Fiscal Policy

Don’t Tank the Dollar

(MartinPrague/Getty Images)
Devaluing the dollar would do nothing to close the current-account deficit.

In a recent New York Times piece, “How Can Biden Bring Back Manufacturing Jobs? Weaken the Dollar,” Noam Scheiber leads with the following paragraph: “President Biden has made reviving American manufacturing a top priority. To deliver, he may first have to deal with something even more fundamental to the U.S. economy: the strength of the dollar.”

Then, Scheiber goes on to argue that the “dollar strength over much of the last few decades has bloated the U.S. trade deficit.” This is not so.

The negative external balance in the U.S. is neither a “problem,” nor has it been caused by the dollar’s “strength” and “overvaluation.” The U.S.’ negative external balance, which the country has registered every year since 1975, is “made in the USA.” It is a result of our savings deficiency.

To view the external balance correctly, one must look to the domestic economy. The external balance is homegrown: It is produced by the relationship between domestic savings and domestic investment. Foreigners only come into the picture “through the backdoor.” Countries running external-balance deficits must finance them by borrowing from countries running external-balance surpluses.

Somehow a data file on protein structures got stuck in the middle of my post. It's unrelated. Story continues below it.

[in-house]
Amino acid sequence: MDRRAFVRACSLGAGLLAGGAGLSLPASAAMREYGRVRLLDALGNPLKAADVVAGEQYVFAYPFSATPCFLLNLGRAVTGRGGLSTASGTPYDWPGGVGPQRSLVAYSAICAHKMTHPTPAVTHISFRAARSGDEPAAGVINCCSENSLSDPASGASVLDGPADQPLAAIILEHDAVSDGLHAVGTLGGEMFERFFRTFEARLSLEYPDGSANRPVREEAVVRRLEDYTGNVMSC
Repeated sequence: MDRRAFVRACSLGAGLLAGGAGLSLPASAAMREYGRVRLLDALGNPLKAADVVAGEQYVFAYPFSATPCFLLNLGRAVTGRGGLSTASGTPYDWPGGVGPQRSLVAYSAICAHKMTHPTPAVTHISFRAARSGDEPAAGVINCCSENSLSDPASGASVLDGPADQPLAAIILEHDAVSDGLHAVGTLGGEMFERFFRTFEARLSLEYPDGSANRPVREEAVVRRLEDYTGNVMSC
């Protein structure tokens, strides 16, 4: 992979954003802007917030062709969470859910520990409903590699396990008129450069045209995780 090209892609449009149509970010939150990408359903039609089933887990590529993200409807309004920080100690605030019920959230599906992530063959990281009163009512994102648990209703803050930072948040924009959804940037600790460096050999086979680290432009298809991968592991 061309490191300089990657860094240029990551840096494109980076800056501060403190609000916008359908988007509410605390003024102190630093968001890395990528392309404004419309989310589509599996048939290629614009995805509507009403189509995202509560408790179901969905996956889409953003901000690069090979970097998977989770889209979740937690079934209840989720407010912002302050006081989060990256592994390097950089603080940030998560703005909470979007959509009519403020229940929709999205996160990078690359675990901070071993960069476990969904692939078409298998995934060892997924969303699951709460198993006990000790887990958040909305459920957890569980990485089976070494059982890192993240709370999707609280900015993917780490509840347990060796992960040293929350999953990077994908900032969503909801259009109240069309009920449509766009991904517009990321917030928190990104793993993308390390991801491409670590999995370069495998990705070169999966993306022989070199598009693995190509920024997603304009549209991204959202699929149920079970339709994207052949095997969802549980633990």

It is the gap between a country’s savings (read: income, minus consumption) and domestic investment that drives and determines its external balance. This fact can easily be seen by studying the savings‐​investment identity: CA = Sprivate – Iprivate + Spublic – Ipublic. CA is the current-account balance, Sprivate is private savings, Iprivate is private domestic-investment spending, Spublic is government savings, and Ipublic is government domestic-investment spending. In this form, Sprivate – Iprivate is the savings‐​investment gap for the private sector and Sprivate– Ipublic is the savings‐​investment gap for the government sector.

First, the national savings‐​investment gap determines the current-account balance. Both the public and private sector contribute to the current-account balance through their respective savings‐​investment gaps. The counterpart of the current-account balance is the sum of the private savings‐​investment gap and public savings‐​investment gap (read: the public-sector balance).

The U.S. external deficit, therefore, mirrors what is happening in the U.S. domestic economy. This holds true for any country, even those with significant external surpluses. The chart below, which comports with the savings‐​investment identity, makes this clear. The U.S. displays a savings deficiency and a negative current-account balance that reflects its negative savings‐​investment gap. Japan and China display savings surpluses, and both run current-account surpluses that mirror their positive savings‐​investment gaps.